My name is Elizabeth and I’m an addict. Not an addict in the traditional sense, happily, but I am addicted to the beauty I find in old, romantic, classical architecture. Specifically, the architectural detail that divinely decorates the grand old buildings constructed during the time of Kings and Queens, Czars and Czarinas and more recently in the United States, by myriad railroad, oil and steel tycoons who reigned here during the late 1800‘s well through the turn of the century.
Considering my addiction, which developed gradually while traveling in Russia, Turkey, France, Italy and England, I’m a lucky girl to live in Philadelphia -- an eminently walkable city with plenty of old money. Close proximity to New York City and not that far from the famous Cliff Walk mansions of Newport, RI certainly helped as well. In fact, when big name architects of the time weren’t busy with grand office buildings and palatial homes, they were commissioned to build magnificent mausoleums to celebrate the dead as well. So, even our cemeteries offer amazing works of art.
One sweltering summer, not long after moving to Philadelphia, I offered to help a friend shut down her antiques store across town. Every morning for much of the season, I’d set out on foot early to beat the heat, taking a different route every day to make it interesting. With nobody yet out on the sidewalks racing to work, I could pay attention to the world around me rather than dodging cars and other pedestrians. In this way, I discovered the extraordinary architectural detail and design of my new home and was almost giddy with excitement.
The architecture of Philadelphia has been well maintained and is wonderfully weathered, adding to the charm. The newness has long since worn off and moss-green, rust and the patina of time enhances the beauty of each unique detail. Harking back to an era when labor was cheap and ornamentation a sign of wealth and success, intricate ironwork, tile-work, mosaic and architectural detail embellish nearly every structure. Thousands of masterpieces -- large and small -- can be found within the larger body of each building. I marvel at the skill of the craftsmen who labored on these projects. Where did they come from? Why did they come? How did they get here? What has happened to their magnificent skills?
Beautifully carved cherubs, angels, and the expressive face of a native american settled over a doorway. Horses, lions, bears -- all manner of mythological creature: the gryphon, winged dragons and gargoyles. Oh and the Gods and Goddesses...they are lovely. Once you begin to notice them, you see they are everywhere. Museum-worthy works of art -- outdoors, in plain sight, for all the world to see and yet, they are so common, they have vanished from our sight. We walk past them every day and do not notice.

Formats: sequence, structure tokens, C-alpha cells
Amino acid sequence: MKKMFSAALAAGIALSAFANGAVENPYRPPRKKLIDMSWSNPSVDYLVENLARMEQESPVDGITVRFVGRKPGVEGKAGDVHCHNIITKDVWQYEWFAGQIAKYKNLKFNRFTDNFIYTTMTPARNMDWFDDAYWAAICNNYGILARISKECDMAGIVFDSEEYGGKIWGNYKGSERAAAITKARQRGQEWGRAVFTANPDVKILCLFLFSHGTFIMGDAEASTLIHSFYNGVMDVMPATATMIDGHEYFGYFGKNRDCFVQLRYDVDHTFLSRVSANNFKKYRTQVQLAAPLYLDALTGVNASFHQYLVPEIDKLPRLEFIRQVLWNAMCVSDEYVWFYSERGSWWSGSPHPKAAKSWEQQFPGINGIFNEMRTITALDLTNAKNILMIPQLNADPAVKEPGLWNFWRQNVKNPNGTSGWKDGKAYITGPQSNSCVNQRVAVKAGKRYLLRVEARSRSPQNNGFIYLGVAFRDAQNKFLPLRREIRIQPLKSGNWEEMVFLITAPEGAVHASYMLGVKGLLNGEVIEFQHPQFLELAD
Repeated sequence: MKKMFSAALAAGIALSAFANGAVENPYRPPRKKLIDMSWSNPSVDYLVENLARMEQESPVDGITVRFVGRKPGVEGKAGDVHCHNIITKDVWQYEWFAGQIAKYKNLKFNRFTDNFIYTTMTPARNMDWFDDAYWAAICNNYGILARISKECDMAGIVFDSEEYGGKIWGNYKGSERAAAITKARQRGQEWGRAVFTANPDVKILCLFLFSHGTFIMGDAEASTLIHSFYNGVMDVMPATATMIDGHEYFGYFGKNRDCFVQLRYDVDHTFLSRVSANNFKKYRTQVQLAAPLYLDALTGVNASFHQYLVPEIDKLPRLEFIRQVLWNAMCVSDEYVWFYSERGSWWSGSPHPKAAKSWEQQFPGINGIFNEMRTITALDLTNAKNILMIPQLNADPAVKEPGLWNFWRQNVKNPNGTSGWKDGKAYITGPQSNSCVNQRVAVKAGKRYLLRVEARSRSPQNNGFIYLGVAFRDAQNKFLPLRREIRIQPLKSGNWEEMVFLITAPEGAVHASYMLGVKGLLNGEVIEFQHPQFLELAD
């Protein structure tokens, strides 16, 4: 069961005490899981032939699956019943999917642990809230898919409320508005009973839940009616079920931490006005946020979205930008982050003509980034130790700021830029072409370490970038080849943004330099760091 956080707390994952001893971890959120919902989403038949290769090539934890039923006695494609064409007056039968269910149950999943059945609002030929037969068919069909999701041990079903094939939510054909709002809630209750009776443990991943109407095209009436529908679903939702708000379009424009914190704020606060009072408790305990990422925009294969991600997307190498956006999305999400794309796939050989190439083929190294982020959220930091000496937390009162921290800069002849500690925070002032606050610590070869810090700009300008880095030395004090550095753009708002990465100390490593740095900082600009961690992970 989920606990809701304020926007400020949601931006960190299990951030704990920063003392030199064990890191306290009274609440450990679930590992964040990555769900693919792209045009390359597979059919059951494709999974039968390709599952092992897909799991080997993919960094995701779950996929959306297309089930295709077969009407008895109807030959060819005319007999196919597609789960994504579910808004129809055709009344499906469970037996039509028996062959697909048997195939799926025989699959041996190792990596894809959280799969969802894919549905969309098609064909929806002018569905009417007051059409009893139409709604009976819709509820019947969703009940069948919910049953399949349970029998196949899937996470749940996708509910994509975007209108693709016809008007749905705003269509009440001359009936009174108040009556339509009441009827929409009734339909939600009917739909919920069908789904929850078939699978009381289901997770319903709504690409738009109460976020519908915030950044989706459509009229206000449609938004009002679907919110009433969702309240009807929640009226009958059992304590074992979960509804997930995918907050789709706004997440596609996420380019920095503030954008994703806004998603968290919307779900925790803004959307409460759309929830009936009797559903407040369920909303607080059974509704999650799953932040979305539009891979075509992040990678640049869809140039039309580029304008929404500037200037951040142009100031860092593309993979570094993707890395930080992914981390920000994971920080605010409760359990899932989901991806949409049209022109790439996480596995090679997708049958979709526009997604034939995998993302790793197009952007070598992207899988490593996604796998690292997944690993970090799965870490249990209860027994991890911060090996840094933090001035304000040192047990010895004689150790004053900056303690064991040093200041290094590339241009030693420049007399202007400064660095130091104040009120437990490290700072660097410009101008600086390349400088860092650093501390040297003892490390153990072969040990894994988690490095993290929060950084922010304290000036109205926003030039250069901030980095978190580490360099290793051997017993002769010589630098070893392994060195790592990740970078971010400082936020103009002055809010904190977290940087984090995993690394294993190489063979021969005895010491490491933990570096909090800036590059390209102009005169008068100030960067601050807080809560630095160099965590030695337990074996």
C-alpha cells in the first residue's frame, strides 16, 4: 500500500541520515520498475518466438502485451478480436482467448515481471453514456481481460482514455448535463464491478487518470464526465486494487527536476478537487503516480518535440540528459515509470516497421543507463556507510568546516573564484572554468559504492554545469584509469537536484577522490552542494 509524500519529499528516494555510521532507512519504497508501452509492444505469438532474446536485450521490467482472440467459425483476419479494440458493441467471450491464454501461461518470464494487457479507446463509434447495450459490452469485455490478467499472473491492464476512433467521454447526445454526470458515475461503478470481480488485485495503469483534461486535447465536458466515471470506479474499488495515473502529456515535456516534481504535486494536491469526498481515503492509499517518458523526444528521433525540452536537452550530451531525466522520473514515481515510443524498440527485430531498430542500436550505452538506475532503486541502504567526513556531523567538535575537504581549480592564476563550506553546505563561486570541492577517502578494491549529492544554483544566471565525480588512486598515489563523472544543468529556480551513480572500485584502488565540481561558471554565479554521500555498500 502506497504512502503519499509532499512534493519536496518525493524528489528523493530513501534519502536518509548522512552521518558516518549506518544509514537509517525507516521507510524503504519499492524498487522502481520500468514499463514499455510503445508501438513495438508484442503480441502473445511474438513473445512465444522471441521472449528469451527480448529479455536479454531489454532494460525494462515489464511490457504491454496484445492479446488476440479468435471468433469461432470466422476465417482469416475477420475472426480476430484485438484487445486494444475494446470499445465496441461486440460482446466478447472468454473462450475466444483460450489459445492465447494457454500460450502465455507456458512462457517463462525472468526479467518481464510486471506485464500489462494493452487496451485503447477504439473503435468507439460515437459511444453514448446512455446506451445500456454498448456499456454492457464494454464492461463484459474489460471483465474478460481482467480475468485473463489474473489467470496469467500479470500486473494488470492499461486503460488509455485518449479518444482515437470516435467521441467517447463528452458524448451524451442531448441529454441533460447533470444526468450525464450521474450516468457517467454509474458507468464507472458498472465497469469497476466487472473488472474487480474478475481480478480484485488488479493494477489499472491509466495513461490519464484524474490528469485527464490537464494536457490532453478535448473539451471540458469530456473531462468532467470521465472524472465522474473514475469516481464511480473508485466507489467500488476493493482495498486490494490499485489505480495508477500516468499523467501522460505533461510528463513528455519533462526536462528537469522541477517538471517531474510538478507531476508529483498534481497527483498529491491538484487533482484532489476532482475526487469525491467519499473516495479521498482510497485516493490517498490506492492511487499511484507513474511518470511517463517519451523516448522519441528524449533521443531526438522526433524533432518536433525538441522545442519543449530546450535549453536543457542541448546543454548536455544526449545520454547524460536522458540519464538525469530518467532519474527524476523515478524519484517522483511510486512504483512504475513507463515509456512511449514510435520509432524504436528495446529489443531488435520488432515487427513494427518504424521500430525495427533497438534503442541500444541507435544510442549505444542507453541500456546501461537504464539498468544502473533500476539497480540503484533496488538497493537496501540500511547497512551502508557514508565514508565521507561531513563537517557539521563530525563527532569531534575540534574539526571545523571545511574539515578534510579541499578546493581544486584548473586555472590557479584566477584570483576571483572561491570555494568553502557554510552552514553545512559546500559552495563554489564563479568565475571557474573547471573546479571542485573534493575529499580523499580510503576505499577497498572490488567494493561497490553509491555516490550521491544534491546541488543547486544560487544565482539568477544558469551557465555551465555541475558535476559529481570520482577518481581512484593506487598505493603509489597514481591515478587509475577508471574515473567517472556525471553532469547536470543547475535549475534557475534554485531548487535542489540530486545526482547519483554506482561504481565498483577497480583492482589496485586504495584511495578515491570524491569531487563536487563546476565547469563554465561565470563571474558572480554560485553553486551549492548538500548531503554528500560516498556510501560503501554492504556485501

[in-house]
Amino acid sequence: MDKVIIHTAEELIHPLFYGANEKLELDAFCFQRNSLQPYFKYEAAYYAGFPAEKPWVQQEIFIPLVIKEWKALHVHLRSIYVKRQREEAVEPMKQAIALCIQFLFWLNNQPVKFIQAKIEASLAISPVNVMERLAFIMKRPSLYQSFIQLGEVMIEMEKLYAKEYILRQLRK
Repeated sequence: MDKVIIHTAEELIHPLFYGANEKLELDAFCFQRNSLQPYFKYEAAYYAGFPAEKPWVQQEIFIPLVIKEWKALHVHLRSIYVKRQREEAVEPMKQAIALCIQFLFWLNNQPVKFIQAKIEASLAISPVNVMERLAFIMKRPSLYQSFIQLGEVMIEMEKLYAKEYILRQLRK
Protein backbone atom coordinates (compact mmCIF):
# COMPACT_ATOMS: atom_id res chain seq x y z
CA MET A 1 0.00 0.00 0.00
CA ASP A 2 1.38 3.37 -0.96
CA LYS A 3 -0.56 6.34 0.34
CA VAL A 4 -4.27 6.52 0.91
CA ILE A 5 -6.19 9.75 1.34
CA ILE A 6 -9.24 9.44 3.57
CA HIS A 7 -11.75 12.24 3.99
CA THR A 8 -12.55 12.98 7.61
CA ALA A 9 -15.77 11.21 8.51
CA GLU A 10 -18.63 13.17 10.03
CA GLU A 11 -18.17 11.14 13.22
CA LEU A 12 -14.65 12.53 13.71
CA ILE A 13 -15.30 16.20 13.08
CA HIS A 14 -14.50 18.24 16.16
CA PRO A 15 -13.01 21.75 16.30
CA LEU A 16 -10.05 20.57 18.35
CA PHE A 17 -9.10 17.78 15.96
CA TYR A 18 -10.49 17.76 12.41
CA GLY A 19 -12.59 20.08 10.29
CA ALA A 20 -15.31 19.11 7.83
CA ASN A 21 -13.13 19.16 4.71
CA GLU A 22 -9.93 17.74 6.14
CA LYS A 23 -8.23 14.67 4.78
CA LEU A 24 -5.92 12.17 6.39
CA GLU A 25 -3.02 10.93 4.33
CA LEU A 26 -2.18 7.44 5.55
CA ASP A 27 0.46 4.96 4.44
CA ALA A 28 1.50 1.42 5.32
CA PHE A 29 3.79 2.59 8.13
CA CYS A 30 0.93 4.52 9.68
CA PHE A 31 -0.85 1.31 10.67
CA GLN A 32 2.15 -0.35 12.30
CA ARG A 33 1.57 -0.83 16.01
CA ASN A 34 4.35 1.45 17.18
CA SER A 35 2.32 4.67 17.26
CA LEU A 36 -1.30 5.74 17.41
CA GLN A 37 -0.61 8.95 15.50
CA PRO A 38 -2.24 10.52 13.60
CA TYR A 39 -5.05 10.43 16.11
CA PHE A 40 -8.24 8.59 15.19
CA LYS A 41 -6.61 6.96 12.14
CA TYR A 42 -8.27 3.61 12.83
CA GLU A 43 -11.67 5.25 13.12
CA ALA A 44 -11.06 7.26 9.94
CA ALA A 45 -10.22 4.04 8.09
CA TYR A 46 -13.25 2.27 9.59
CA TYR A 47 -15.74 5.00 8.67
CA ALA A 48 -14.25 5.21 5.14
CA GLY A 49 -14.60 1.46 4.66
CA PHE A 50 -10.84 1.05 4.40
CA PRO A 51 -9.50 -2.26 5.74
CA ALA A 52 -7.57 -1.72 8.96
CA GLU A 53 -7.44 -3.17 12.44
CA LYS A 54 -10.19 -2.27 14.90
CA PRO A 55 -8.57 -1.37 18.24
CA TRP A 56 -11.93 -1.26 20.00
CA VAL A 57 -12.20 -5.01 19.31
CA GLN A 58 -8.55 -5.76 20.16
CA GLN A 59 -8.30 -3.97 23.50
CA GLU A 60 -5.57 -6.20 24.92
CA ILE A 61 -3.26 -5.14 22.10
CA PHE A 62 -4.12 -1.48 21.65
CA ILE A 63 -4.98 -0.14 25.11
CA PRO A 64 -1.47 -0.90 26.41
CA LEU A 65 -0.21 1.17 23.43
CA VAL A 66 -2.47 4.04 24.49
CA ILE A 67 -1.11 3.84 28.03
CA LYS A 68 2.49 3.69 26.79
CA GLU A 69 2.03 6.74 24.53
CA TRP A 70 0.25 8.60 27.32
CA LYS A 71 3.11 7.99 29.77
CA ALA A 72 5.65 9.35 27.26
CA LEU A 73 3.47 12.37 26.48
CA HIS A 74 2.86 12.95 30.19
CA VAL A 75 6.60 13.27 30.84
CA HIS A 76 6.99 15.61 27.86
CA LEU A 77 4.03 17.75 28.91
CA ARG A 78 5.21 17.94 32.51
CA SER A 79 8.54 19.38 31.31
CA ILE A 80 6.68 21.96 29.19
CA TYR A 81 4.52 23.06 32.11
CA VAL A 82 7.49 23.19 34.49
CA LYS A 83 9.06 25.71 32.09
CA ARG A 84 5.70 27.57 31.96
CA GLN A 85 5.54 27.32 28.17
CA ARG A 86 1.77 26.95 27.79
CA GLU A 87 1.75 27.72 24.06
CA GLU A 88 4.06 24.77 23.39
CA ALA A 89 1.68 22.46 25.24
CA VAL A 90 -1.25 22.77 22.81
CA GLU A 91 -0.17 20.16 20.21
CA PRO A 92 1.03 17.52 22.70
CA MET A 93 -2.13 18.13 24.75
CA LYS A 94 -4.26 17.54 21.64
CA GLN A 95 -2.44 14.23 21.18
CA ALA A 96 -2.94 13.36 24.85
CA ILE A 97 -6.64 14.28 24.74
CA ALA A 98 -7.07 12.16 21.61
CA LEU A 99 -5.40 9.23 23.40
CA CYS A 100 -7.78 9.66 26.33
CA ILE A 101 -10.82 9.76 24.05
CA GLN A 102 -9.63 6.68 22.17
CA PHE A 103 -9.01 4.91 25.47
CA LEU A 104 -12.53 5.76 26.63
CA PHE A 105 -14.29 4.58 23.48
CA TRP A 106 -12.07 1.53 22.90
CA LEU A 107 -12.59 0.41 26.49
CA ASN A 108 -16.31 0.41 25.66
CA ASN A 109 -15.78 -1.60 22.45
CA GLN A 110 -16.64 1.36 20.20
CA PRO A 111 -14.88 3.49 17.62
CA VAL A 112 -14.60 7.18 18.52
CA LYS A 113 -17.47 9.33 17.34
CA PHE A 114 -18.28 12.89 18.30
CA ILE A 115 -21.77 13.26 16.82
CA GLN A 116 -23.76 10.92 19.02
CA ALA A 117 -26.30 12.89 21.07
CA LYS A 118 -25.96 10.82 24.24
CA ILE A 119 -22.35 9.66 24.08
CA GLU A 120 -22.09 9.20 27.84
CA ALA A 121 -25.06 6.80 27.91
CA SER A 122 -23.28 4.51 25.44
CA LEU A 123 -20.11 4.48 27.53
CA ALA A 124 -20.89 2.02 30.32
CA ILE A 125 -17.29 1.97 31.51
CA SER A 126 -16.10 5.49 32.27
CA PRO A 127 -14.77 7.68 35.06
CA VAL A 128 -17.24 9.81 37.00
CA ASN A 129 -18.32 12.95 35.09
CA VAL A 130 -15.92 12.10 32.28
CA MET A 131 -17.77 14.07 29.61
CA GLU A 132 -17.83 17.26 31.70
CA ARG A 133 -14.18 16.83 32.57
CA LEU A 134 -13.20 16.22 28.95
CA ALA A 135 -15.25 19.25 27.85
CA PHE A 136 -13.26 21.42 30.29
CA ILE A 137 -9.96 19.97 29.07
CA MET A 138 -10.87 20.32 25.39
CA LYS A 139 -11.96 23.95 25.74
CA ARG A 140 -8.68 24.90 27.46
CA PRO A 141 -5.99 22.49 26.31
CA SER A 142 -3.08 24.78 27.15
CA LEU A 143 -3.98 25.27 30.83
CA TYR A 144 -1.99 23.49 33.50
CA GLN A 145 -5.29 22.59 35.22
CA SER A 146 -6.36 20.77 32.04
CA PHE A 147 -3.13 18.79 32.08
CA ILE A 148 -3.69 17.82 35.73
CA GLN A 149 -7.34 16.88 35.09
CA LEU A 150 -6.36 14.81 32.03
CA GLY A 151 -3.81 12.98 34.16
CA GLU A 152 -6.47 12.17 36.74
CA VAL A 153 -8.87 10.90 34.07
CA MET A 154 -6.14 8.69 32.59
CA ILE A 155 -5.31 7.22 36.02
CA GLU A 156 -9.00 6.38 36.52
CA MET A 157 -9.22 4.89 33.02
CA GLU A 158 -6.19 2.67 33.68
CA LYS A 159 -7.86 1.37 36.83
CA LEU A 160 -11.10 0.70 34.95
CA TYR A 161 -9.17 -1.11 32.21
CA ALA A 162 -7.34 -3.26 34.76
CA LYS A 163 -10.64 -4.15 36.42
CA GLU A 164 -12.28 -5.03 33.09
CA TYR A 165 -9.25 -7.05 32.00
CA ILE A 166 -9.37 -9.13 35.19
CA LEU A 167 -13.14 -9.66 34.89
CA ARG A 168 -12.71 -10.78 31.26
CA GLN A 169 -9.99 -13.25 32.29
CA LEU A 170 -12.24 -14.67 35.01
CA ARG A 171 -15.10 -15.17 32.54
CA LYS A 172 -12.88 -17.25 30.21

Actually, I notice them. I stalk them with my camera...waiting for the light to mellow or shift, for the rain to come and deepen the hues, or the season to change. I stalk them and capture them and print them out on museum quality paper made for watercolor artists because it enhances the texture of the stone, saturates the shadows and heightens the richness of streaking minerals and rust.
Subject to the vagaries of time and weather, the architectural details are ever-changing and I know that what is captured today, may look very different a year from now and I am touched in a way that surprises me - a little window of awareness has opened. So forgiving of the changes in the structures I am - finding them graceful, lovely and natural -- I am inspired to practice that same generosity on myself as I observe in my mirror the changes each year brings.
Photography is remarkably versatile. Float it in modern plexiglass. Frame it in reclaimed wood for a rustic look, vintage frames for shabby chic style or classic black to blend with any decor. So, indulge me if you would. You’ve heard that walking is good for you -- take a walk in an old city -- or even in a small town that’s been around for awhile and was prosperous for a number of years. Look at the office buildings, old banks, schools, libraries and government buildings. Notice the doorways and windows and along the rooftops. What do you see? Snap your own photographs and pop them into frames, or stop into my shop and take a look at more of my images, which include a variety of travel photography, urban art and artisan jewelry featuring my photography as well. I hope you find something new and interesting and beautiful on your walk -- or in my shop. www.ninedragons.etsy.com
This collection of images has been pulled from Washington, DC, Charleston, SC, Philadelphia, PA, New York City and St. Augustine, FL.